Am Fam Physician. 2007;75(4):555-556
Background: Premature ejaculation affects 21 to 33 percent of men and is believed to be the most common type of male sexual dysfunction. The potential negative effects on quality of life can be severe for men and their partners; however, few treatments have been approved to treat the condition. Psychopharmacologic studies link premature ejaculation to diminished serotonergic neurotransmission in the pathways controlling sexual performance, so a short-acting selective serotonin reuptake inhibitor (SSRI), such as dapoxetine (not available in the United States), could be beneficial. Pryor and colleagues studied the effects of dapoxetine in men with premature ejaculation in two large multicenter trials. Unlike other SSRIs, which take two weeks or longer to reach full concentration, dapoxetine reaches its maximal serum concentration in one hour and is rapidly eliminated (its half-life is one to two hours).
The Study: Patients were randomized at 121 clinical research sites in the United States. For inclusion, participants had to be older than 18 years, to have been in a stable heterosexual relationship for at least six months, and to meet Diagnostic and Statistical Manual of Mental Disorders, 4th ed., criteria for premature ejaculation. In addition, study participants had to consider their problem severe and have intravaginal ejaculatory latency times lasting fewer than two minutes in at least 75 percent of episodes two weeks before the study. Reasons for exclusion included current SSRI or tricyclic antidepressant use, a history of a major psychiatric disorder, and other sexual or erectile dysfunction. The female partners of participants had to agree to time intravaginal ejaculatory latency and to participate in reporting data relevant to the study.
The average age of the men was 40 years; nearly 90 percent were white, and 86 to 88 percent were married. More than 70 percent said their problem was severe, and the average duration of problems with premature ejaculation was 16 years.
Patients were randomly assigned to receive 30 mg or 60 mg of dapoxetine, or placebo. They were asked to take one tablet one to three hours before sexual intercourse, and the couples were to attempt intercourse at least four times during the two-week baseline period and at least six times a month for the remainder of the 12-week study.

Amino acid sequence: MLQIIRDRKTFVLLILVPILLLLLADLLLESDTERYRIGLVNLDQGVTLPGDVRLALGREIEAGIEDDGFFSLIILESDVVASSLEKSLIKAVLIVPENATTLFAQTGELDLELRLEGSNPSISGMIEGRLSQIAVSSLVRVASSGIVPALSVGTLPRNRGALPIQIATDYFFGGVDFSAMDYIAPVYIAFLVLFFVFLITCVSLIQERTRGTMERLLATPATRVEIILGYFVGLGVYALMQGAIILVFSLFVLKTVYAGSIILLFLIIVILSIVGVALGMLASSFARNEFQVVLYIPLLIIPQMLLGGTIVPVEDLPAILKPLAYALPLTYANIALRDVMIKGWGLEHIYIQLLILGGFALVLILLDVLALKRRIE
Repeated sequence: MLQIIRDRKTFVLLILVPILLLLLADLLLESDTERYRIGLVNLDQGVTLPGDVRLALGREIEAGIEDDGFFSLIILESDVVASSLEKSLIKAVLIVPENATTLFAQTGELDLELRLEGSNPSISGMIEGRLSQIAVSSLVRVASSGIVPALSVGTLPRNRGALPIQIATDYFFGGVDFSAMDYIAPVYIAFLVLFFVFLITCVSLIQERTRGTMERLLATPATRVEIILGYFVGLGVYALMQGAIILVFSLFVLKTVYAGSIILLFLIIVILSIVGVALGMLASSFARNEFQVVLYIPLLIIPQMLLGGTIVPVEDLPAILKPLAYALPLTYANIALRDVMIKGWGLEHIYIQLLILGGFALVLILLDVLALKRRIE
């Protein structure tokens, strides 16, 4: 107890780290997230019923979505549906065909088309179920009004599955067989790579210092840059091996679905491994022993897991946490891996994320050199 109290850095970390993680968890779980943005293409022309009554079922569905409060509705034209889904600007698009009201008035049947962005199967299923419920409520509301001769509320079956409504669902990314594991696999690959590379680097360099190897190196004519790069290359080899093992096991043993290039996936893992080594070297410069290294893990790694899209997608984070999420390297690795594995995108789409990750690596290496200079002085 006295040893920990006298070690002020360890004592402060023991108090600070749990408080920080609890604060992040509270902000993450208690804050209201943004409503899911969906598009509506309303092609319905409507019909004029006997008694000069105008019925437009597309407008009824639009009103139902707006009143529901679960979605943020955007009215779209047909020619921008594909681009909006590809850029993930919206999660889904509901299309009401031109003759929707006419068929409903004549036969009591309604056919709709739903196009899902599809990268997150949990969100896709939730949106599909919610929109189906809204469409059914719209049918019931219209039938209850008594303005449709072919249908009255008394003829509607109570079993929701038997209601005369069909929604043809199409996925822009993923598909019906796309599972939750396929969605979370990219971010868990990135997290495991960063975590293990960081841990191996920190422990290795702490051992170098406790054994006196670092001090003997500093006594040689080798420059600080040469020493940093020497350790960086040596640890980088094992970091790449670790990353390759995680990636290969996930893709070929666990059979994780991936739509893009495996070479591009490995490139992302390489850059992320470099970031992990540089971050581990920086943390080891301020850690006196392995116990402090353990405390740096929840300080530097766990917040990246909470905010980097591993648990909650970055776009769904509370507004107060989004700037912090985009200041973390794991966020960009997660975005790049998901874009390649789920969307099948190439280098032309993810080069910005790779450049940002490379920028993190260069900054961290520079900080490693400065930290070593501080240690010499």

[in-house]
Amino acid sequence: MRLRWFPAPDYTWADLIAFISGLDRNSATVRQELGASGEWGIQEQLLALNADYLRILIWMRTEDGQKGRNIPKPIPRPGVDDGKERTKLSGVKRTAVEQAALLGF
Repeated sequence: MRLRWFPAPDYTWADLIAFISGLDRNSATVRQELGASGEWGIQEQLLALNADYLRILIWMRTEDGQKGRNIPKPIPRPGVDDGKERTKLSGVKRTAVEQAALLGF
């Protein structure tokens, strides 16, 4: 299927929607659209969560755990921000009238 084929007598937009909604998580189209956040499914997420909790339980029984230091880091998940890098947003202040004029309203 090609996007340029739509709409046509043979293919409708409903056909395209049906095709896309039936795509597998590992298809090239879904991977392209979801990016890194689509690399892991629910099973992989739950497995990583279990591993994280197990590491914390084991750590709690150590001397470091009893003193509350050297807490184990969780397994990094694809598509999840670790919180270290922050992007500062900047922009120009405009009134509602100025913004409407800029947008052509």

Results: The evaluations at four, eight, and 12 weeks included intravaginal ejaculatory latency times, and both partners assessed the quality of their sexual relationship, focusing on control and satisfaction with ejaculation (see accompanying table). Information also was collected about possible adverse effects of the medication.
|Outcome||Placebo||30 mg dapoxetine||60 mg dapoxetine|
|Change in patient perception of control over ejaculation score||0.61||1.21||1.36|
|Change in satisfaction with sexual intercourse score||0.04||0.56||0.59|
|Percentage of patients reporting slightly better, better, or much better||26||58||67|
|Percentage of partners reporting none or mild premature ejaculation at end of study||12||27||34|
Both dosages of dapoxetine significantly improved intravaginal ejaculatory latency times compared with placebo and were associated with improved satisfaction with sexual performance by patients and their partners. Both dapoxetine dosages were effective from the first time of use. Adverse effects rarely caused discontinuation of treatment but were more common in the dapoxetine groups than in the placebo group. Nausea was the most common adverse effect, reported by 20.1 percent of men assigned to the 60-mg dose and by 8.7 percent assigned to the 30-mg dose. Complete data were available for 672 patients in the placebo group, 676 in the 30-mg group, and 610 in the 60-mg group.
Conclusion: The authors conclude that on-demand dapoxetine offers an effective and generally well-tolerated treatment for severe premature ejaculation.
editor's note: It is believed that most patients with premature ejaculation avoid asking for medical help because of embarrassment, and an unknown number turn to unproven and alternative therapies of various kinds. An editorial in the same issue by Montorsi and Salonia emphasizes that most patients who seek medical care are young, well-educated men who have had severe sexual dysfunction over the course of many years.1 They emphasize the importance of a thorough assessment to identify any physiological or psychological cause for the problem, as well as the importance of providing full and accurate information to the patient and his partner.—a.d.w.